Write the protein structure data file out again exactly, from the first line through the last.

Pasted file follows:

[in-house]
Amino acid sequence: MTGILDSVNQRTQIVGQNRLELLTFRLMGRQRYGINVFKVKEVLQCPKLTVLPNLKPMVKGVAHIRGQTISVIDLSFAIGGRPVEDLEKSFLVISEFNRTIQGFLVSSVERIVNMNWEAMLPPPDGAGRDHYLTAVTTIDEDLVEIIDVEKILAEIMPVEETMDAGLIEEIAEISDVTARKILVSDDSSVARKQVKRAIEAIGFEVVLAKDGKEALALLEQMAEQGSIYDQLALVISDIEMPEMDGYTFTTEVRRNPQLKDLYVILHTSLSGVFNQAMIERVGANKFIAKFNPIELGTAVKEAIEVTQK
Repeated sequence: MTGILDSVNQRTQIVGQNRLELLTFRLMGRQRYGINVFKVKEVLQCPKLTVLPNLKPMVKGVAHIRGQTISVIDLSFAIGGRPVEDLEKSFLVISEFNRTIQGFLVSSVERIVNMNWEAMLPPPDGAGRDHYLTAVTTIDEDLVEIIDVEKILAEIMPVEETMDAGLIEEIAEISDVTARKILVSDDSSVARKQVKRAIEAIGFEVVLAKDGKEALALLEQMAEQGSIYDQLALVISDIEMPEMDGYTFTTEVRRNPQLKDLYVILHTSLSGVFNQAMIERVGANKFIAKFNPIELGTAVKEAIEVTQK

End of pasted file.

[in-house]
Amino acid sequence: MTGILDSVNQRTQIVGQNRLELLTFRLMGRQRYGINVFKVKEVLQCPKLTVLPNLKPMVKGVAHIRGQTISVIDLSFAIGGRPVEDLEKSFLVISEFNRTIQGFLVSSVERIVNMNWEAMLPPPDGAGRDHYLTAVTTIDEDLVEIIDVEKILAEIMPVEETMDAGLIEEIAEISDVTARKILVSDDSSVARKQVKRAIEAIGFEVVLAKDGKEALALLEQMAEQGSIYDQLALVISDIEMPEMDGYTFTTEVRRNPQLKDLYVILHTSLSGVFNQAMIERVGANKFIAKFNPIELGTAVKEAIEVTQK
Repeated sequence: MTGILDSVNQRTQIVGQNRLELLTFRLMGRQRYGINVFKVKEVLQCPKLTVLPNLKPMVKGVAHIRGQTISVIDLSFAIGGRPVEDLEKSFLVISEFNRTIQGFLVSSVERIVNMNWEAMLPPPDGAGRDHYLTAVTTIDEDLVEIIDVEKILAEIMPVEETMDAGLIEEIAEISDVTARKILVSDDSSVARKQVKRAIEAIGFEVVLAKDGKEALALLEQMAEQGSIYDQLALVISDIEMPEMDGYTFTTEVRRNPQLKDLYVILHTSLSGVFNQAMIERVGANKFIAKFNPIELGTAVKEAIEVTQK